My first day at Findhorn, I arrived to a packed schedule. Although I was scheduled to work in the garden with the warm and wise Jewels, when I found Jewels during lunch, she told me to get some rest. “You need time to ground!” she said. Given that I had been traveling for the last 12 hours, I eagerly returned to my cabin to take a nap.

When I woke, it was the golden hour. Walking through Findhorn during this liminal lapse of light I was struck at just how beautiful this community is. The green roofs glowed in the sweet orange light and the forest glittered. I walked past the wind turbines that help to power Findhorn and toward the sand dunes. I had spent the last few months in dry Colorado and breathing in the crisp sea air filled me with deep joy. 

Over the next few days, my most treasured moments were when I was walking across the campus. Although I spent many hours interviewing folks from the community, what I really craved was time alone. The energy of Findhorn inspired me to tune into my true needs. As I reflected on a fraught past few months, I realized that what my spirit craved was solitude. I was thankful that several of the folks that I met with at Findhorn supported this desire to ground. Deep sleep, mindless meanders, early mornings sipping tea, and comforting conversation with the community over suppers truly fed my soul. I had a lot to work through and a lot that was working through me. Findhorn gave me the space to listen to my body. What made me uncomfortable. What filled me with peace. What sparked a fire.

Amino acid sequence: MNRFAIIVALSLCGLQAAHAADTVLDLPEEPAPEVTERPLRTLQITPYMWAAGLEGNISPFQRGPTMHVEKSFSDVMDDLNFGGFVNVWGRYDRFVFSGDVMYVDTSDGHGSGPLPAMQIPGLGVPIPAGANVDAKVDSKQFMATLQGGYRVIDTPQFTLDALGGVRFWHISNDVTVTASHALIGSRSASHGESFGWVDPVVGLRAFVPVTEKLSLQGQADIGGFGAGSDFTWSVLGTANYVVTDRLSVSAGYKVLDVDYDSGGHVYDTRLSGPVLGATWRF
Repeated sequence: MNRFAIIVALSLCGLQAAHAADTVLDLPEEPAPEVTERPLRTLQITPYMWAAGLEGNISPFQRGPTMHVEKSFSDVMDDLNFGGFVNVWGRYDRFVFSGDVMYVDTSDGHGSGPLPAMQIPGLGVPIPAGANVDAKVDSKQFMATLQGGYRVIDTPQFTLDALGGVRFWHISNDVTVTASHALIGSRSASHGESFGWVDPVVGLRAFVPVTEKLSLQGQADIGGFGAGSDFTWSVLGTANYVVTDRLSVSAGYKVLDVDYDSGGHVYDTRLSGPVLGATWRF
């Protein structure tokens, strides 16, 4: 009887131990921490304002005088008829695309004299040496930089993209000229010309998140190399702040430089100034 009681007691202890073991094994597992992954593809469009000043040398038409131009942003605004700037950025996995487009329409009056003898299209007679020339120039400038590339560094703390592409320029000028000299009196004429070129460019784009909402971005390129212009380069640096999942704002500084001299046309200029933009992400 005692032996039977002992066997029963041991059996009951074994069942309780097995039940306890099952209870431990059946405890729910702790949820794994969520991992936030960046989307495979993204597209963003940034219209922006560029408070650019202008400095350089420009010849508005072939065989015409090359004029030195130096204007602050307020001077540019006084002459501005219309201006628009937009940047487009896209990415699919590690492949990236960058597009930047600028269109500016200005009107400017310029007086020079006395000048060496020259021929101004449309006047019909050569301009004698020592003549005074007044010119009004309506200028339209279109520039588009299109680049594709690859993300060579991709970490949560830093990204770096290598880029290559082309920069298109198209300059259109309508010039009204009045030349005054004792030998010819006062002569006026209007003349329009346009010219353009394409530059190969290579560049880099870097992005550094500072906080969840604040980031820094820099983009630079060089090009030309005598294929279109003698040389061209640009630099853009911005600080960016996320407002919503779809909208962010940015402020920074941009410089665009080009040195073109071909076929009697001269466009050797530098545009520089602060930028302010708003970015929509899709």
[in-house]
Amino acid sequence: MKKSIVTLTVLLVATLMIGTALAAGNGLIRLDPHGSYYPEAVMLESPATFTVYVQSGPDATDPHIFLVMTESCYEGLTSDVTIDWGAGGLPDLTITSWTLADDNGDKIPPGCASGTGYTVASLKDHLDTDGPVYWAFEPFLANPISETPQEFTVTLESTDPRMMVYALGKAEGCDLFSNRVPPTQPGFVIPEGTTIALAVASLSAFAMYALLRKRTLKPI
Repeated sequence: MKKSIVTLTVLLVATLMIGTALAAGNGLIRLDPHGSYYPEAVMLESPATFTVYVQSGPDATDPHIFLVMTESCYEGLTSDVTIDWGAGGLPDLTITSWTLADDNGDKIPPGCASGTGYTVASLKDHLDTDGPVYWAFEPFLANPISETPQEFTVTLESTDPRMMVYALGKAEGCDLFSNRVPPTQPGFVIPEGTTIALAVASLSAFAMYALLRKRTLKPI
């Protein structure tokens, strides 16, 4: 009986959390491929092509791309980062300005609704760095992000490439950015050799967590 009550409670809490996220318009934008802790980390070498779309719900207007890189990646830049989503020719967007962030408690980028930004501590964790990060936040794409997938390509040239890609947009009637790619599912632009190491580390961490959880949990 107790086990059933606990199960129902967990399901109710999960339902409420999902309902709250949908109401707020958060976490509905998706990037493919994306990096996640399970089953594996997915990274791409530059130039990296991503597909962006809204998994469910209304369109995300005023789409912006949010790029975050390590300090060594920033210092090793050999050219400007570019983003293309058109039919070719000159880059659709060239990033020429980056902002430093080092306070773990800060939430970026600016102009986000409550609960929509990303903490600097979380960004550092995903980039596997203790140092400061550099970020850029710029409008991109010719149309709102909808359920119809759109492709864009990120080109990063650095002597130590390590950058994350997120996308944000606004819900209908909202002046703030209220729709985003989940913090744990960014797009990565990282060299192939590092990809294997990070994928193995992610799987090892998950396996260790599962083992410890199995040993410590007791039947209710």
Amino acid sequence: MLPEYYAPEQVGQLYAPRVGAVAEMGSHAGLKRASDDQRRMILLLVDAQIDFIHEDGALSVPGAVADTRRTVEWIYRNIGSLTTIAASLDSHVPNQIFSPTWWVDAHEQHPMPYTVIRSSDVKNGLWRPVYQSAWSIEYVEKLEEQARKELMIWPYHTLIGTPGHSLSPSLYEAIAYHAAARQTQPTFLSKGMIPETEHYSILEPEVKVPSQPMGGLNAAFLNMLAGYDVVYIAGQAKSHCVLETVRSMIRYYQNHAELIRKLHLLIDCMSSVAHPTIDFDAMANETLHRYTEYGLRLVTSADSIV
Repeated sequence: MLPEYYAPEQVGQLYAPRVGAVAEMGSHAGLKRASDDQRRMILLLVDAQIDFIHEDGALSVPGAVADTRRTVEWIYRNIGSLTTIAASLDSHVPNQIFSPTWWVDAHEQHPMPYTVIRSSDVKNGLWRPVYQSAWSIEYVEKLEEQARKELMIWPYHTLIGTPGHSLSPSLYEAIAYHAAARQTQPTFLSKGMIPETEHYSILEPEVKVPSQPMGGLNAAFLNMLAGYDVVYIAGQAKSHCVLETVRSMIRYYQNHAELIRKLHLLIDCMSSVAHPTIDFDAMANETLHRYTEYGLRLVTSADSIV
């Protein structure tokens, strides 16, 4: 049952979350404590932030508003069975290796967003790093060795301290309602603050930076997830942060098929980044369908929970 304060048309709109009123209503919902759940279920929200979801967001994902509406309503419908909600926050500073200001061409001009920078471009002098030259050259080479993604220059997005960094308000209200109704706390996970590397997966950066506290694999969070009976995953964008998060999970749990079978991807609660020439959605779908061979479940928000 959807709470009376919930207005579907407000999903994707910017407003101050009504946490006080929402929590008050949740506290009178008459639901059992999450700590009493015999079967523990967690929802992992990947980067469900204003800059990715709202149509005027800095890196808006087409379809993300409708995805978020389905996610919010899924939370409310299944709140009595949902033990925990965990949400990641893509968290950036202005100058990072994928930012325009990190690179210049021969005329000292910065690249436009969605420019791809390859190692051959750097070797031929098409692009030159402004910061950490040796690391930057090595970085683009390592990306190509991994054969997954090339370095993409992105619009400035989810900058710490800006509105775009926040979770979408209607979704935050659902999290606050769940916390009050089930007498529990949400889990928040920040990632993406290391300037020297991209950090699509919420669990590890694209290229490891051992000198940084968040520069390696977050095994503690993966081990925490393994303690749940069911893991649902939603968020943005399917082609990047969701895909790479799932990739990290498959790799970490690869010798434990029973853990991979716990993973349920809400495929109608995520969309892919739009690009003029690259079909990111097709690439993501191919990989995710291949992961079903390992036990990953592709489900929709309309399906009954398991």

During a particularly chilly afternoon at Findhorn, I clambered up a sand dune overlooking a labyrinth and fell asleep in the bright sun. When I woke, I searched the coastal trail for signs of life. Save for the crash of waves and a lone walker navigating the beach, I was alone. I dug my bare feet into the sun warmed sand and turned again to the infinite blue above. 

As I searched the sky, I felt anxiety flare in my belly. Being surrounded by community made me reflect on my own struggles to belong. When I am especially sleepy and stressed—as I was after an exhausting half-day of travel and a full few weeks of work—I crave the space to go inward and the familiarity of old friends. I don't always want to show up and do the hard work of building relationships. I want to take a few days to rest and eat and wonder. I didn't know if giving myself what I needed was really what I needed and I didn't know how to find a sense of peace. I still felt jet lagged and tired, still felt slow to process and hungry for happiness.